DVD Round-up, Part II: Drama!
Okay, here is my (long-awaited? You decide!) short list of dramas I've seen recently...(in alphabetical order, since I'm feeling anal today).
Arranged (or, "Yes, We Can All Just Get Along")
This was a little indie film I found tucked away in the "foreign" section of my video store (even though it's an American film). It is a simple story of friendship between two young public school teachers in Brooklyn: one an Orthodox Jew, one a devout Muslim. After a few awkward encounters in the staff room, the two women end up bonding over their dislike of the school's principal after she calls both of them into her office to passive-aggressively chide Rochel for her modest long skirts and Nasira for her headscarves. (At one point the brash principal even tries to foist money on them so they can buy more "fashionable" clothes). The women also find themselves in similar situations because of both cultures' beliefs in arranged marriage: Rochel's mother has enlisted the help of a shadchan to find her a husband, while Nasira's father has begun setting up meetings with eligible Muslim men. They lean on one another for support, commisserating over their bad dates and sharing their doubts about adhering to strict religious tradition in an increasingly secular society. It's a bit predictable, but well-written and nicely acted.
Verdict: A good one to watch with your mom (and I mean that in the best possible way).
Betty Blue (or, "Bitch Crazy")
A guy with a hook on his hand rips apart a mattress. A woman eats a pizza topped with garbage. A young man rubs soup on his face in an attempt to comfort his grieving girlfriend. A student film? Nah, it's Betty Blue, a well-loved French arthouse film from 1986 that I just recently got around to watching. And the film is, well....weird. The story centers on the outstandingly dysfunctional relationship between Zorg (Zorg?) an unambitious would-be writer and his young girlfriend Betty, who is more than a little insane. The plot is meandering and relatively non-existent. It is probably best-described as a "character-driven" film, with a lots of psychosis all around. Beatrice Dalle turns in a believable performance as Betty (she's good at acting crazy, anyway). She is definitely interesting to watch, mostly for her outlandish behavior but also for her vibrant, fabulously slutty 80's dresses. (She also seems to have an aggressive aversion to underwear.) She and Zorg (Zorg!) ramble around Paris and the French countryside, carousing with fellow neurotics, pissing off people and having lots and lots of sex. As their relationship progresses, Zorg becomes increasingly unnerved by the frequency of Betty's "fits", but his codependent allegiance to the cute little nutcase keeps him chained to her side. Betty finally goes completely berserk and pokes out her eye (this happens off-camera, thankfully). Zorg dresses in drag(!) and goes to visit his beloved in the hospital, where he commits a startling, irreversible act.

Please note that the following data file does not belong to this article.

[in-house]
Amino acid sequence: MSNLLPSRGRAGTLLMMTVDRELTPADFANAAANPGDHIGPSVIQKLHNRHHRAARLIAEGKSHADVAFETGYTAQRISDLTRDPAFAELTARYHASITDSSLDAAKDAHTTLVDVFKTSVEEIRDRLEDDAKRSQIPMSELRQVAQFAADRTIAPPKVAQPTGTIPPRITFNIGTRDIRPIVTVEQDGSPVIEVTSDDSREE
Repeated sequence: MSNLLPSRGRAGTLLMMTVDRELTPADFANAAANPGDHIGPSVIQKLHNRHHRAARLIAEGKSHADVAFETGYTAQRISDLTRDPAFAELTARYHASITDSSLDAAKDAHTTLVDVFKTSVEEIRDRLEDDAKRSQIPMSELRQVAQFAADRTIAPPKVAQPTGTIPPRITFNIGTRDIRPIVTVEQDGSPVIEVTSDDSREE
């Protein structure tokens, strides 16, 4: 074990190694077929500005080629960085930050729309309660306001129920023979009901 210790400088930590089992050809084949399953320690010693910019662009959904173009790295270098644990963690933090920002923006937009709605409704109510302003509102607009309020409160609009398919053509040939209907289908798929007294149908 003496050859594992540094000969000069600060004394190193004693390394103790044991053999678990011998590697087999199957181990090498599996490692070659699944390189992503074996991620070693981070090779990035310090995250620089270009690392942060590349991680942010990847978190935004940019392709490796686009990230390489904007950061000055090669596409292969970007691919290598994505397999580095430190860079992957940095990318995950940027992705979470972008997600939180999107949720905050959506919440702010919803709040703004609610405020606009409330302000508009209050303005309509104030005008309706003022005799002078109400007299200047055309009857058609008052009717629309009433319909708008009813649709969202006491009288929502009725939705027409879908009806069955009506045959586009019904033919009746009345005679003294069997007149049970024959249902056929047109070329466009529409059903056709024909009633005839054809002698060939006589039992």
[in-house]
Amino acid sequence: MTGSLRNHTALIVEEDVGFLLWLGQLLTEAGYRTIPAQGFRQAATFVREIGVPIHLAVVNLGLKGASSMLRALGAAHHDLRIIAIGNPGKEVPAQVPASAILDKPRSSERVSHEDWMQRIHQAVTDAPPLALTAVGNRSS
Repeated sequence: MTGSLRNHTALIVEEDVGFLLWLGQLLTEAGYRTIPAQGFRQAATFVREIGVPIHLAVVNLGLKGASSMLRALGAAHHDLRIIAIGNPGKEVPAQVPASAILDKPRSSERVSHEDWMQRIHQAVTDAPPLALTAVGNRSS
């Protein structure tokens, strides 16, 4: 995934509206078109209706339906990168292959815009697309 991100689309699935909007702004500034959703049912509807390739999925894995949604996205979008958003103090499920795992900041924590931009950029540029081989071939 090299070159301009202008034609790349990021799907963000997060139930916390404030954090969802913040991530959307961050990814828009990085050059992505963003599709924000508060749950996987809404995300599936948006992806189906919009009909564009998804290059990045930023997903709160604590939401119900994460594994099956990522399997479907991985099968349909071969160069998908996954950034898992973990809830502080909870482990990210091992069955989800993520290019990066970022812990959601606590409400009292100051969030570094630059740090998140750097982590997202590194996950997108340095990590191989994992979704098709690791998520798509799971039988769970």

Verdict: Unfocused but entertaining, with an oddly beautiful ending that almost makes it worth sitting through. Almost.
The Class (or, "I'm Sorry, Did You Say Something?")
The thing that pissed me off most about this Oscar nominated French film was the review I read in The Onion's AV Club, which basically praised the film for not being your typical, cliche-ridden "maverick teacher inspires troubled students" film common in mainstream American cinema. Fine, geeks, it's all well and good to flout the rules, buck tradition and avoid tidy endings....but seriously. This director's "daring" decision to employ non-professional actors, the endless improvised scenes and the conflict-free plot put me right to sleep after 45 minutes, and I saw this thing in the theatre. The only other film that's ever done that to me? The Grudge, Part 2.
The Lair of the White Worm (or, "Ken Russell Hates Women")
The best things about this 1988 crapfest: the title, Hugh Grant, and the ending.
Verdict: Don't bother (not that you would).